There’s an obvious solution to this skills imbalance: government, business and labor need to collaborate to create skills-training programs and apprenticeships in collaboration with local community colleges and vocational-technical institutes. This has been done with success in eastern Michigan by the Big 3 auto producers and in Charlotte by the energy sector, and a promising initiative is underway in Minnesota.
Unfortunately, on a national basis there is little collaboration between government and business. The leaders of both sectors seem to feel they have diametrically opposed objectives. As a result, deep-seated distrust has developed over the past three years. Most regrettably, this has led to “win-lose” relationships, and contributed to the political chasm that defines today’s America.
Our predicament is in sharp contrast to Germany, where workers are doing better than ever, and unemployment is low, especially in the former West German states. In Bavaria, for example, unemployment is 2.2%. Workers have solid incomes, good pensions, and effective health care.
What’s the difference? Ten years ago then-Prime Minister Gerhard Schroeder brought the leaders of business and labor together and challenged them to develop a plan to make Germany fully competitive in global markets for the 21st century. Leaders of the three sectors decided to focus on ensuring a skilled, competitive work force in five major industries: machine tools, automobiles and auto parts, chemicals, electrical equipment, and construction. As the direct result of these negotiations, wages and benefits were moderated to be competitive on a world scale, inflation held to around 1%, and government deficits reduced to only 3% of GDP, compared with 7% in the U.S. This rapprochement has not only fostered Germany’s growth but led to a favorable balance of trade of $200 billion, compared with America’s negative $500 billion trade balance. Germany’s trade surplus isn’t just with the European Community; its largest positive balances are with China, India and Japan.
Could the same thing happen here if the political climate supported it? Of course it could. No country in the world can match America’s entrepreneurial drive or innovative genius. The U.S. is by far the best place in the world to start a new company, complete with the private start-up funding and infrastructure required for entrepreneurs. We tower over other countries in the growing fields of information technology, health care and energy. Yet our government constrains all three industries in obtaining visas for foreign workers, approving innovative new products, and limiting energy production.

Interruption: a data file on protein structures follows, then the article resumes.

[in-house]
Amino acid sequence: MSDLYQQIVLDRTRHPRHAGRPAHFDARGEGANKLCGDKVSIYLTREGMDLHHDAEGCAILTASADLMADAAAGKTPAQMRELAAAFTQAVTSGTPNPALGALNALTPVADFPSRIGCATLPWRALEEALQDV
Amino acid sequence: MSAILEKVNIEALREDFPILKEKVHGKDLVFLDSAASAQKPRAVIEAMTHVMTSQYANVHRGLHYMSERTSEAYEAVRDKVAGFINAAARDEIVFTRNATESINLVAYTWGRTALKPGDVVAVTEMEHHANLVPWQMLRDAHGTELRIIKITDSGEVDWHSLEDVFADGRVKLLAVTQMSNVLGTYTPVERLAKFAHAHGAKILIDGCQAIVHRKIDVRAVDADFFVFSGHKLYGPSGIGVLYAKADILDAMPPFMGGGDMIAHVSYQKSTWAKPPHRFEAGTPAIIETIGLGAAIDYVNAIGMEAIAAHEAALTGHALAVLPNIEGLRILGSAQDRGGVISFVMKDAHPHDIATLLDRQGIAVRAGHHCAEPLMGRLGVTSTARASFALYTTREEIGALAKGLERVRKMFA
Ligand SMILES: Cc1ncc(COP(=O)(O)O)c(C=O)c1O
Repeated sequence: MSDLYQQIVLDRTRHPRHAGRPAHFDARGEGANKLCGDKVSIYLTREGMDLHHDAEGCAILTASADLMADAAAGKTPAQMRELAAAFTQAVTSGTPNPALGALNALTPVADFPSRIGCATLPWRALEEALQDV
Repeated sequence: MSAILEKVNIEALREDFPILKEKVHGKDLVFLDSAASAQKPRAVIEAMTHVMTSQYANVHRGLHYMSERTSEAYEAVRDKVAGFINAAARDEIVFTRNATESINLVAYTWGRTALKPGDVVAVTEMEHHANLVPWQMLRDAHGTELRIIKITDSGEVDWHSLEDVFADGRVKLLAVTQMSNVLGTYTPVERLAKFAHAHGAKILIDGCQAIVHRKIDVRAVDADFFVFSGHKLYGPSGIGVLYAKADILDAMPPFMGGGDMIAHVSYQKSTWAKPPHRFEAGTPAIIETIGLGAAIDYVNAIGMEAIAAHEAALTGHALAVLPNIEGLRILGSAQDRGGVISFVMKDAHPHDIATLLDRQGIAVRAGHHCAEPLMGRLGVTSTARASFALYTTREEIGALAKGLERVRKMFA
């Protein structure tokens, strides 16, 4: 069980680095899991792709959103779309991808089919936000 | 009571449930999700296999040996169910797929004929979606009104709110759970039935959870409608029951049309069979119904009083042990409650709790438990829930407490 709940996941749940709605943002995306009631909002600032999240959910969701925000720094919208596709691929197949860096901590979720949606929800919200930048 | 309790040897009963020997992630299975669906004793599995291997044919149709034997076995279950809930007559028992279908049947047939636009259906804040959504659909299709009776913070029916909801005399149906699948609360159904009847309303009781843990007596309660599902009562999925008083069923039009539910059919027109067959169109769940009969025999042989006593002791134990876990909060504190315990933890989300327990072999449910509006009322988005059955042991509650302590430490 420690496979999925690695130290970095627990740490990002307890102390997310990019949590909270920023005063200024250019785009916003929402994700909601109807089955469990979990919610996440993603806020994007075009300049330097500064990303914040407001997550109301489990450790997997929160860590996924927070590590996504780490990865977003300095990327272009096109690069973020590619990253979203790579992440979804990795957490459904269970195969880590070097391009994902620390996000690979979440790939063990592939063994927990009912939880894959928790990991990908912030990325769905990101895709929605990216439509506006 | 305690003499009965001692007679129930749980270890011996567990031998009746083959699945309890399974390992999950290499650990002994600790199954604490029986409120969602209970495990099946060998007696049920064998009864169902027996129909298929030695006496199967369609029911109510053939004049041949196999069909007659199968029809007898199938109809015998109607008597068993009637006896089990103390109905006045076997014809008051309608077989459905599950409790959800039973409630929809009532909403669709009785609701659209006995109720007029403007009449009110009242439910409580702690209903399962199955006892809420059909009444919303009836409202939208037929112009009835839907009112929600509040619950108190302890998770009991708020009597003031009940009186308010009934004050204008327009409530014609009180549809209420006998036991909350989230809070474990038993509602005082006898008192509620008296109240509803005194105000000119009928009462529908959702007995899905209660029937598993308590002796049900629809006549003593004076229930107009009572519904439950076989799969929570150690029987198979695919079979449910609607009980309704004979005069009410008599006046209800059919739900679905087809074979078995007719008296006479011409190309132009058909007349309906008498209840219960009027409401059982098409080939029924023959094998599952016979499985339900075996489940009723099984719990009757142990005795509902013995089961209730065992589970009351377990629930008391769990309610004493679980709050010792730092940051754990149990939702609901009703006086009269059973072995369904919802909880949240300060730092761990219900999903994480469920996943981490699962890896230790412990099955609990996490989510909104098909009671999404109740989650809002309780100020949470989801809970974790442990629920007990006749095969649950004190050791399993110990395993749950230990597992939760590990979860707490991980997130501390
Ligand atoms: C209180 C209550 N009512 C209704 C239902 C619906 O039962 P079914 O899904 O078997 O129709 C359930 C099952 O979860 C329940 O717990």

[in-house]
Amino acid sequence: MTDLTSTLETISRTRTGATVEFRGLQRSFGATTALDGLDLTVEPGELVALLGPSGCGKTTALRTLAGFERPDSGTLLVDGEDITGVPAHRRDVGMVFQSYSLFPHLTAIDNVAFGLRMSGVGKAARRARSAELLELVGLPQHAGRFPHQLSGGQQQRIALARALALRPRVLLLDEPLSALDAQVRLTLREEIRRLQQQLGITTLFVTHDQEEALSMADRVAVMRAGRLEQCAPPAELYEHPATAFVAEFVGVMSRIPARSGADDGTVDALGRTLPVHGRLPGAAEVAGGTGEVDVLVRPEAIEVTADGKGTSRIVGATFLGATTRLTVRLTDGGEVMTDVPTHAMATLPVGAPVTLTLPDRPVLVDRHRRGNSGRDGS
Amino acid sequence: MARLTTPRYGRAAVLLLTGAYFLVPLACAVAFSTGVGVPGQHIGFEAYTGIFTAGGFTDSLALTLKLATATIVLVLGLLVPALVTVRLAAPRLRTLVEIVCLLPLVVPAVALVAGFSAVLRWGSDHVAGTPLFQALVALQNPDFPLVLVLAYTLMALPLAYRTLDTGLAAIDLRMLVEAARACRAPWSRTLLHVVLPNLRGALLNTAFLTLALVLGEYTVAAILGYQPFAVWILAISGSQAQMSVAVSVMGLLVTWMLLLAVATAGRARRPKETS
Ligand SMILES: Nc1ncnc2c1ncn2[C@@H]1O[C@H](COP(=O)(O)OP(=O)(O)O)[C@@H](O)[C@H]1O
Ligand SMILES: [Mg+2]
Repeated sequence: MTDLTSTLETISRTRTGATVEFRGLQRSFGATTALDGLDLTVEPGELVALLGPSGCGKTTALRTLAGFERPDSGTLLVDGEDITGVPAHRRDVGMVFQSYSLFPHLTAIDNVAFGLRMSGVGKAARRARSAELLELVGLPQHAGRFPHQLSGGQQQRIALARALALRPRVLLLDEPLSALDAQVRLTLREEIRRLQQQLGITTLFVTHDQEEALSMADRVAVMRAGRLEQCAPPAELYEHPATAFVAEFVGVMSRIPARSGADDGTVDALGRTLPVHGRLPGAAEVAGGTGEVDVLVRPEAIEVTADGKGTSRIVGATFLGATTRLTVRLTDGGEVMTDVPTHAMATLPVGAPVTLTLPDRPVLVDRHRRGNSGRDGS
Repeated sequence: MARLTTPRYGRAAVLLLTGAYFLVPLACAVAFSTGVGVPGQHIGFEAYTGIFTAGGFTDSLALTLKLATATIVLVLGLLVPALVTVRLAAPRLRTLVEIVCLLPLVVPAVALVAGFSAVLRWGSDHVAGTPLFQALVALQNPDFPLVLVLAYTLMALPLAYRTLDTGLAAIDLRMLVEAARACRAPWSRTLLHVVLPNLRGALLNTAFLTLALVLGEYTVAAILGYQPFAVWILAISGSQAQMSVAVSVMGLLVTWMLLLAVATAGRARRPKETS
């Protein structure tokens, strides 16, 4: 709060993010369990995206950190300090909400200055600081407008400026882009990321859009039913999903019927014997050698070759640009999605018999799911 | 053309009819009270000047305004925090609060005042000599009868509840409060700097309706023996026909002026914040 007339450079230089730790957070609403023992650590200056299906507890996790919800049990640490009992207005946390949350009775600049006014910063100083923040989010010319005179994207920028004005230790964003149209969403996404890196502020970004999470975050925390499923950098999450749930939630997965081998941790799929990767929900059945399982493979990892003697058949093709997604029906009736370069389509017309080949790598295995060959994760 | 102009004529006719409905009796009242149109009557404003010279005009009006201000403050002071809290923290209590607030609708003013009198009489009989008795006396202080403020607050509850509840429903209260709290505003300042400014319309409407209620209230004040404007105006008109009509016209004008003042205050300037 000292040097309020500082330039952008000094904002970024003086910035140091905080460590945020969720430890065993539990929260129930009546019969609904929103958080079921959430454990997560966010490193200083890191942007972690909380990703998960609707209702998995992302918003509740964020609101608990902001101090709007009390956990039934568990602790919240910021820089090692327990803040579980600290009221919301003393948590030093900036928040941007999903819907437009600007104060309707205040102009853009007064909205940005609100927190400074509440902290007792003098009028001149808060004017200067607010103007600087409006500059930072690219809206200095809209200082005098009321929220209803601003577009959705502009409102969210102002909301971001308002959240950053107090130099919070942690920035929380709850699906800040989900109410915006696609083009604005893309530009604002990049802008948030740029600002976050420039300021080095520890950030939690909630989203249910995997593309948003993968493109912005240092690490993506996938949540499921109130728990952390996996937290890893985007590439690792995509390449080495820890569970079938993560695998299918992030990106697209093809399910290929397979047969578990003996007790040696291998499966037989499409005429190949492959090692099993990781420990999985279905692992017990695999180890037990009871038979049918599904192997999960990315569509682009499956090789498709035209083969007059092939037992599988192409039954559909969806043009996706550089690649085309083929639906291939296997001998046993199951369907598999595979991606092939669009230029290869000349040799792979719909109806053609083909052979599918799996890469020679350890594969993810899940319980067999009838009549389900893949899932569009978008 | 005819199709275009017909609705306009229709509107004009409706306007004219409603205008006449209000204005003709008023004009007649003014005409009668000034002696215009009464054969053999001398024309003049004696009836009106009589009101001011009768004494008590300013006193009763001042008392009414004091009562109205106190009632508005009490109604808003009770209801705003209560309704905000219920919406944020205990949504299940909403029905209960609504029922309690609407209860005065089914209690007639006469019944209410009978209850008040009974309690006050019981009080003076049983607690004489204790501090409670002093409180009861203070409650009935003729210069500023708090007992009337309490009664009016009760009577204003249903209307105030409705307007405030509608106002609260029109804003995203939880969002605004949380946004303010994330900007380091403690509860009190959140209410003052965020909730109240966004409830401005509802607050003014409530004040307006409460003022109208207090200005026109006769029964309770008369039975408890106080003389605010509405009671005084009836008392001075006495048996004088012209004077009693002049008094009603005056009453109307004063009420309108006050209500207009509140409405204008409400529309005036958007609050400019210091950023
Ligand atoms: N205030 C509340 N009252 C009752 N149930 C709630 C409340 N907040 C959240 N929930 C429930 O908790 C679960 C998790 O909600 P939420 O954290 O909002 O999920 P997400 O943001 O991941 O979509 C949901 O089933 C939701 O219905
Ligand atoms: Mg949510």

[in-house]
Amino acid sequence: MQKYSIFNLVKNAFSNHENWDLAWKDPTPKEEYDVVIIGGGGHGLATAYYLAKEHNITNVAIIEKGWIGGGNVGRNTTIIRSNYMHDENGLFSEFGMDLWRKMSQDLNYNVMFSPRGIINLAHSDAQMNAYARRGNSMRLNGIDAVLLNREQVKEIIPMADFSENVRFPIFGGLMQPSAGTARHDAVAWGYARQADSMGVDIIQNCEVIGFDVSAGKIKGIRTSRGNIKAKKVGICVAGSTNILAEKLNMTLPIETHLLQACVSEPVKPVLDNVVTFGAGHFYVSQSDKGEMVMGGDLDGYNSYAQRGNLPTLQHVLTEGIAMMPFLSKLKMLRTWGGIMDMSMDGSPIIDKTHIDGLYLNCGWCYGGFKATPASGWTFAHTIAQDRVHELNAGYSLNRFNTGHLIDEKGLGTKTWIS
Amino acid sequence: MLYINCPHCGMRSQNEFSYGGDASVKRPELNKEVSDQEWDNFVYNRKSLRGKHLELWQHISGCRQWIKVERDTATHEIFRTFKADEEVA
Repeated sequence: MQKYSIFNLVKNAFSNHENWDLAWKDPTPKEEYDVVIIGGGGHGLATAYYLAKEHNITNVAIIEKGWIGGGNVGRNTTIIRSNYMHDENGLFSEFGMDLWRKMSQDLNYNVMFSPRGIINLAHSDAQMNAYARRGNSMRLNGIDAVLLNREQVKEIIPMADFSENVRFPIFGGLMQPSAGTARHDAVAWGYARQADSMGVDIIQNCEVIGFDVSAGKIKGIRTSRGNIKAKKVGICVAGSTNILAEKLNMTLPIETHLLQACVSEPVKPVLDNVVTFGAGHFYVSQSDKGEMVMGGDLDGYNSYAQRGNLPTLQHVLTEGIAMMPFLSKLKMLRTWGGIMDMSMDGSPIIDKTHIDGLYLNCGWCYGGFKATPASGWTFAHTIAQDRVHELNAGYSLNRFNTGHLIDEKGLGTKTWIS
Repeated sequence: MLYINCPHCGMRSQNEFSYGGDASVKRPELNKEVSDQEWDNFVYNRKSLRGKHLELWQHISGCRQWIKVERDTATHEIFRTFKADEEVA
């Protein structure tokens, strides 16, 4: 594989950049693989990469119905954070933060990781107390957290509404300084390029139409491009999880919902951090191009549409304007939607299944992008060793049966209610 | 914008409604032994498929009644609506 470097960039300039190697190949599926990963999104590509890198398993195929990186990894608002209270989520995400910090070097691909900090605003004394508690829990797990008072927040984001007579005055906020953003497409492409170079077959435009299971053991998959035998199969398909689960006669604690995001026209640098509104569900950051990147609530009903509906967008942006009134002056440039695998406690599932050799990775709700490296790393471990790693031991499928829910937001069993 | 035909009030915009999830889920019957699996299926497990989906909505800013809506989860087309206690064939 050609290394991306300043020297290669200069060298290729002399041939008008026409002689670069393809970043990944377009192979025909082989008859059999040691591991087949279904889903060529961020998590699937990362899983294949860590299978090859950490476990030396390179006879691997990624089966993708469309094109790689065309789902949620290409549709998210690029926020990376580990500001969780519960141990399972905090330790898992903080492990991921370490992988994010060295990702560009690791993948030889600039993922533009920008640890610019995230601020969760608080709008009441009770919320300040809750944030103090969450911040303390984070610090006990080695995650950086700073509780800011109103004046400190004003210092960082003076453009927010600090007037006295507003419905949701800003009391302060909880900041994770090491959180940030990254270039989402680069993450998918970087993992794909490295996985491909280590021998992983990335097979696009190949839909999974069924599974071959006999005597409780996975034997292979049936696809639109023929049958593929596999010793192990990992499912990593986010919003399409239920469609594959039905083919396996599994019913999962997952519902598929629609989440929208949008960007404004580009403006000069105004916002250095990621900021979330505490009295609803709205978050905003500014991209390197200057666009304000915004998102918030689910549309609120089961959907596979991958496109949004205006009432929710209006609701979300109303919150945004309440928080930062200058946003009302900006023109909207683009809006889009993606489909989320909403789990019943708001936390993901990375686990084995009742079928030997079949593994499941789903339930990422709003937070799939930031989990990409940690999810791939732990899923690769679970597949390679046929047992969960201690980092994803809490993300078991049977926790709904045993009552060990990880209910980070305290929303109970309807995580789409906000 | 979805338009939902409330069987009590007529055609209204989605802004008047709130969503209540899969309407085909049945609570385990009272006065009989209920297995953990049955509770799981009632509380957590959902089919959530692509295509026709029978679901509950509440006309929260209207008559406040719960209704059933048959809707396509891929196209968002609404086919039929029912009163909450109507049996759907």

We also need business, labor and education leaders to collaborate to train and develop the skilled workers required to compete on a global scale. That takes a “win-win” approach, something rarely observed in today’s toxic and highly partisan political arena. We cannot let political differences to continue to hold us back. Now is the time to get on with the monumental task of ensuring America’s economic competitiveness and rebuilding a jobs machine. We did it in the 1990s. What are we waiting for?
In this recent interview with the Rotman School of Business in Toronto, I talk about the importance of leaders following their True North in order to avoid being derailed, including your compass for the journey and making the transition from "I" to "We." To read the article, click here.
From MWorld Summer 2012
Steve Jobs has become a symbol of innovative leadership. Sad to say, there aren't many leaders like him. Most of them -- Google's Larry Page, Amazon's Jeff Bezos, Facebook's Mark Zuckerberg, Genentech's Arthur Levinson, and Starbucks' Howard Schultz -- are entrepreneurs who founded and built their businesses.